Billionaire Peter Thiel Explains Why He Would Tell His Younger Self To Be Less Competitive

Peter thielREUTERS/ Fred ProuserPeter Thiel, one of Silicon Valley’s most innovative entrepreneurs and investors.

Peter Thiel — the billionaire cofounder of PayPal and Palantir, as well as a powerful venture capitalist and hedge fund manager — is well known for his contrarian, often academic bits of wisdom.

It may come as a bit of a surprise to learn that, despite his focused approach to business, he sees the intense competitiveness often associated with entrepreneurialism to be more of a burden than an asset.

In an episode of author and investor Tim Ferriss’ podcast, Thiel explains some of the basic principles in his new book “Zero to One.” Ferriss asks Thiel about one aspect of his life he would most like to change. Thiel responds:

I would say that when I look back on my younger self, I was insanely tracked, insanely competitive. And when you’re very competitive, you get good at the thing you’re competing with people on, but it comes at the expense of many other things.

So if you’re a competitive chess player, you might get very good at chess but neglect to develop other things, because you’re focused on beating your competitors rather than on doing something that’s important or valuable.

And so I think I’ve become much more self-aware over the years about the problematic nature of a lot of the competitions and rivalries that we get caught up in. And I would not pretend to have extricated myself from this altogether.

I think every day it’s something to reflect on and think about “How do I become less competitive in order that I become more successful?”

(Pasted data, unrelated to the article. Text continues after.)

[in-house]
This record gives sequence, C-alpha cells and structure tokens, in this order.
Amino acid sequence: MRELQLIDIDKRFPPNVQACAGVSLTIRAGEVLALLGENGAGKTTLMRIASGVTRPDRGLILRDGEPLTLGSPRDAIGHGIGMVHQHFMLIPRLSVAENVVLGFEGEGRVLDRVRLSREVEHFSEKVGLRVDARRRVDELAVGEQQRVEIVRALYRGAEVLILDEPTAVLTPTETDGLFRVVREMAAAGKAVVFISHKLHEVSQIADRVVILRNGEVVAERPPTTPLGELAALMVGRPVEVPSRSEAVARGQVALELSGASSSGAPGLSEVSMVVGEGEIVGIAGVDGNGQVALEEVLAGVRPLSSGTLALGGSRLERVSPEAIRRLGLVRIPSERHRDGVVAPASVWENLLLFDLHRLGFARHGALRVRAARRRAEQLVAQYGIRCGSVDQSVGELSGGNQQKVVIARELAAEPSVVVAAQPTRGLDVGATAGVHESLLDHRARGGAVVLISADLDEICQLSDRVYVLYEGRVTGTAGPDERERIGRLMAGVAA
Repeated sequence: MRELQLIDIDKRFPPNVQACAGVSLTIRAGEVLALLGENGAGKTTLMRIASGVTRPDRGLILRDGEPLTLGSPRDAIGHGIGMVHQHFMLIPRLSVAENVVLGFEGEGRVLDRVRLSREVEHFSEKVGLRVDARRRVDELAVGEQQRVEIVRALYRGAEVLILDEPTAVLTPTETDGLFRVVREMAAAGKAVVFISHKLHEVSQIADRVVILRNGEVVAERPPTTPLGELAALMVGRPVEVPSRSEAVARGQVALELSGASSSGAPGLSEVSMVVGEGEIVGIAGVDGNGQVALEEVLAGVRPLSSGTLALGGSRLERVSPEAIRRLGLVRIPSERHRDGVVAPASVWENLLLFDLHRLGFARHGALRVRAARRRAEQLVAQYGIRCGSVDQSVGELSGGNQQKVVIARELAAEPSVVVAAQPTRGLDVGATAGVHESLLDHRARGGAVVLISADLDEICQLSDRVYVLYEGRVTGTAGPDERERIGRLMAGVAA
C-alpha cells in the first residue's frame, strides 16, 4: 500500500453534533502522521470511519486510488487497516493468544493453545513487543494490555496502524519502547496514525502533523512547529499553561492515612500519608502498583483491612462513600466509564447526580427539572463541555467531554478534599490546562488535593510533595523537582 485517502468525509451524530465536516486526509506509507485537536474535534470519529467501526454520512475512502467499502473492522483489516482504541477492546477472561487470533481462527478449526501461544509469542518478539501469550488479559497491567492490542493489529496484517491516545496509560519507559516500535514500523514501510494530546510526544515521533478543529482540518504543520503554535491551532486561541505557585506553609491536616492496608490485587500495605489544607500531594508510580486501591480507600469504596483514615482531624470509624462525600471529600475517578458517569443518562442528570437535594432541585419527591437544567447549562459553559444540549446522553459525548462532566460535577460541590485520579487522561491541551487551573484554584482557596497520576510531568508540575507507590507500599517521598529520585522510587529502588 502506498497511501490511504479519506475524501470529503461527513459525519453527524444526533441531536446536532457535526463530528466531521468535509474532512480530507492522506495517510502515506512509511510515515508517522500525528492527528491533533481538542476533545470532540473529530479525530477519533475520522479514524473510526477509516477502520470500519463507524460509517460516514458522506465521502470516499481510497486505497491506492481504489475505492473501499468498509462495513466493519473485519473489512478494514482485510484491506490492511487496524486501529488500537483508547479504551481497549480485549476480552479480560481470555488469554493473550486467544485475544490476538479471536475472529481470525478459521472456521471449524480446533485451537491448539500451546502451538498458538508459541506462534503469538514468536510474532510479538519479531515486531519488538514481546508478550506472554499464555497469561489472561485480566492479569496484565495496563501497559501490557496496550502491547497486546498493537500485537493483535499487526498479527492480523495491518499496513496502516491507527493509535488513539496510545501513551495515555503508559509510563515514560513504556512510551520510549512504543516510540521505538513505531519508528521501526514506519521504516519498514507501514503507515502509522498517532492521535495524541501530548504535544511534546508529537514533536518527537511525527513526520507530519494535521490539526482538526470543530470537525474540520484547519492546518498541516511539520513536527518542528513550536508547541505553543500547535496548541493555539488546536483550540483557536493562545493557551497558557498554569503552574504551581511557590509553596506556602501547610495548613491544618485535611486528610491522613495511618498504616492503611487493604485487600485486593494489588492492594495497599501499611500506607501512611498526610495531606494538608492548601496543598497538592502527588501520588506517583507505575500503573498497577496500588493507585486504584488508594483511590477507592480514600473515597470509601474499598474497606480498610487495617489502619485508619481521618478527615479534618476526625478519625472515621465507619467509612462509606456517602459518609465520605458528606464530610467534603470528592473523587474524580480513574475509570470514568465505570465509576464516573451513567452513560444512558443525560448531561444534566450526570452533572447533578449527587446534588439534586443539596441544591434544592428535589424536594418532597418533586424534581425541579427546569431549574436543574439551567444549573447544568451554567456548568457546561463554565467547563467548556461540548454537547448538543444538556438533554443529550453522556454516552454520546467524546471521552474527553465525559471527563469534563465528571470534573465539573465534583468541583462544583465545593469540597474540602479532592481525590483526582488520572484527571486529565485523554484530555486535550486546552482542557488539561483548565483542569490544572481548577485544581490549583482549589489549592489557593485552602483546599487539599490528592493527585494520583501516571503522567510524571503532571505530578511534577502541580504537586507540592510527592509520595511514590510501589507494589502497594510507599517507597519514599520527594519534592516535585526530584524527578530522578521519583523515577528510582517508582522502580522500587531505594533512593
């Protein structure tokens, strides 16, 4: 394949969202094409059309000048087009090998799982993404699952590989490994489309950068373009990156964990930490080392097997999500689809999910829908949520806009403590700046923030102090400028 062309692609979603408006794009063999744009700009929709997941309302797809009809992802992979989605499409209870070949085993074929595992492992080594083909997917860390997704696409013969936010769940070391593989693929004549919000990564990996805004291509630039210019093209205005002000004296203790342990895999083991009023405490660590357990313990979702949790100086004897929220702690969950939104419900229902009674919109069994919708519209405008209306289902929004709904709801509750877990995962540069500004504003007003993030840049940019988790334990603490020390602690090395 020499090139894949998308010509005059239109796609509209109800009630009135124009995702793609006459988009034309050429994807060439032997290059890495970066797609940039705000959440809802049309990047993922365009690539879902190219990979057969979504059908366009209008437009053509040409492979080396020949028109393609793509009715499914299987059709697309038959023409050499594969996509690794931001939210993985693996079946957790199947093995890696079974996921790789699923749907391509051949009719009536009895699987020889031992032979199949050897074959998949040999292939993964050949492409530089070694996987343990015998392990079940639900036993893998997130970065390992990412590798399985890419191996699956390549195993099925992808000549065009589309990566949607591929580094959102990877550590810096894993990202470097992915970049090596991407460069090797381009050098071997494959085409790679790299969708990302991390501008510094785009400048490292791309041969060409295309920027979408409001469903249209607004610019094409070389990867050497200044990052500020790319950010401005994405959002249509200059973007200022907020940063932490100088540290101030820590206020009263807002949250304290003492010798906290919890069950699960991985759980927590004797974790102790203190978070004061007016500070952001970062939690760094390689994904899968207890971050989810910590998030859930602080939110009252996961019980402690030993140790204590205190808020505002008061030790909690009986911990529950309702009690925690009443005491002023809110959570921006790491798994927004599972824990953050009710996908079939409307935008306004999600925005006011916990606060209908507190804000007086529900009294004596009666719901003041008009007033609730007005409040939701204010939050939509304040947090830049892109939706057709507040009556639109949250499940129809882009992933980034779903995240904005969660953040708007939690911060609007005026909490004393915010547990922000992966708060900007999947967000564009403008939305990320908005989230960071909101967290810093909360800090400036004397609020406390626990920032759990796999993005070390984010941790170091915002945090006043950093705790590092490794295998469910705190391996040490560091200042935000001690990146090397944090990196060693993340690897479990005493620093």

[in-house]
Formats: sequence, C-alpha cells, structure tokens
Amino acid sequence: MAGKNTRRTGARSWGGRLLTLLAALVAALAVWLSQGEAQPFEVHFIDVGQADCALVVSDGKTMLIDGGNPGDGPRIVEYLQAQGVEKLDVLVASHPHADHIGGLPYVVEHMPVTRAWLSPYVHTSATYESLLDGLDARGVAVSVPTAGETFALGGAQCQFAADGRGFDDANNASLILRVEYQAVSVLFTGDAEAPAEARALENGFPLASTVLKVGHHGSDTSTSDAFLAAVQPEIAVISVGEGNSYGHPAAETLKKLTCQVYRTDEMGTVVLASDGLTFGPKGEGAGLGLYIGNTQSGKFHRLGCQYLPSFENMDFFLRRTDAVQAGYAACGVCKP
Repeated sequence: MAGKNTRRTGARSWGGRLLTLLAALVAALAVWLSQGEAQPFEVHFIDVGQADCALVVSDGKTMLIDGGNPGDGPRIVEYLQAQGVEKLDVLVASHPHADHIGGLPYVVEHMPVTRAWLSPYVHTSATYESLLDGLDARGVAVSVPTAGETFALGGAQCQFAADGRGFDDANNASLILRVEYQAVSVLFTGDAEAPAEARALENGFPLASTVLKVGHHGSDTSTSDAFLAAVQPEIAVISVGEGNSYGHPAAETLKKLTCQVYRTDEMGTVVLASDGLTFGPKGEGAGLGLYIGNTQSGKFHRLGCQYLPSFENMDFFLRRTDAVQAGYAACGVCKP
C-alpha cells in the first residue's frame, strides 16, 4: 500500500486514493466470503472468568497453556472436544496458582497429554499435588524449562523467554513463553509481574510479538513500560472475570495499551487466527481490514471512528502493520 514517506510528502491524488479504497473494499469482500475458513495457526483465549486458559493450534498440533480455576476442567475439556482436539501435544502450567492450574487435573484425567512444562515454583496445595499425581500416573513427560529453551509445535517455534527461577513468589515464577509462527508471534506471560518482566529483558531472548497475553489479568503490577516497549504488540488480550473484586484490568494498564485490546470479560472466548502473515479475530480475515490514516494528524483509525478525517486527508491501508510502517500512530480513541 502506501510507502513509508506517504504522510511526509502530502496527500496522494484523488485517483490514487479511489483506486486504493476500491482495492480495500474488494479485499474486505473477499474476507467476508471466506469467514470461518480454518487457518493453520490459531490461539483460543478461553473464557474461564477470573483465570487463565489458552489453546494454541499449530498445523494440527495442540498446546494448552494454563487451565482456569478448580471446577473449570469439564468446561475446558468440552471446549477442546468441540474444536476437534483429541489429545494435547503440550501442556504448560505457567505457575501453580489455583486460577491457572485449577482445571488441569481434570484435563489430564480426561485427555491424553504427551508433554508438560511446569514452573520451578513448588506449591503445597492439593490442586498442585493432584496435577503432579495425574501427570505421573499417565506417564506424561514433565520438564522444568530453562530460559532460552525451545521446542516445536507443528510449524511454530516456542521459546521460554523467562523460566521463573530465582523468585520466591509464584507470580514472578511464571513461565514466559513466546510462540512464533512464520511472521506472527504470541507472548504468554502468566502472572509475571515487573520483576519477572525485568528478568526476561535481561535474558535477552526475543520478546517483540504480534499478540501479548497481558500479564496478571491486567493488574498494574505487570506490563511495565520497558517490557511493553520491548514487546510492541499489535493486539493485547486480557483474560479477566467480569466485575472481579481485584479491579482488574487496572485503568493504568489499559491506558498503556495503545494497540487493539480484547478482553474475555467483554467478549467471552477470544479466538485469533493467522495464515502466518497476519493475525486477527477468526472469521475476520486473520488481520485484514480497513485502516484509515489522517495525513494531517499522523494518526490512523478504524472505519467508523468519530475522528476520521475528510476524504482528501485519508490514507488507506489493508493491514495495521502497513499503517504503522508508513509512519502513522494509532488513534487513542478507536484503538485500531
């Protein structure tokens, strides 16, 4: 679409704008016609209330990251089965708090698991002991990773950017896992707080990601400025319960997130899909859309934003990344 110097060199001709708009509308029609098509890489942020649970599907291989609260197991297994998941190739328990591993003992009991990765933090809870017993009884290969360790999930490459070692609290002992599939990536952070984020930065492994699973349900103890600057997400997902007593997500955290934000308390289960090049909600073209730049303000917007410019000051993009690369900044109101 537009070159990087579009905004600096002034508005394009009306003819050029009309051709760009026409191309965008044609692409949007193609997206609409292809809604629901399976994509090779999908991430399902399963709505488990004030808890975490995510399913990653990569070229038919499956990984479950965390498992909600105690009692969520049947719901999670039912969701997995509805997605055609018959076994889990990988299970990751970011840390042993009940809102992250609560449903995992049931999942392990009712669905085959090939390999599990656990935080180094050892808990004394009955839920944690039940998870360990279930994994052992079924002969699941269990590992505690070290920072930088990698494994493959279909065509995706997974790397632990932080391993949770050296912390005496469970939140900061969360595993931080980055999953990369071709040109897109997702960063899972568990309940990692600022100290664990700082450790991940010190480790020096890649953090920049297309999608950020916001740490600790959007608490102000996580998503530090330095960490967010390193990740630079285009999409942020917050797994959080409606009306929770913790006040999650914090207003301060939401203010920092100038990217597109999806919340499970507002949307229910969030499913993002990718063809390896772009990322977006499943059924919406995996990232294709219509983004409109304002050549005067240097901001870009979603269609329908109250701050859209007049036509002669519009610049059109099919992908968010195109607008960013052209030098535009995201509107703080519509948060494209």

Thiel explains in his book that too many Silicon Valley entrepreneurs have become focused on outperforming other companies within even a young industry, confusing competition with innovation. In his book, for example, he writes that Google hasn’t competed in the search business since it significantly leapt ahead of Microsoft and Yahoo in the early 2000s.

“Creative monopolists give customers more choices by adding entirely new categories of abundance to the world. Creative monopolies aren’t just good for the rest of society; they’re powerful engines for making it better,” he writes in his book. It’s a lesson he believes companies as well as individuals should follow if they truly want to push society forward.

You can listen to the rest of Thiel’s insights by checking out “The Tim Ferriss Show” on iTunes.

NOW WATCH: Peter Thiel: Luck Is Just An Excuse For Not Working Hard Enough

Business Insider Emails & Alerts

Site highlights each day to your inbox.

Follow Business Insider Australia on Facebook, Twitter, LinkedIn, and Instagram.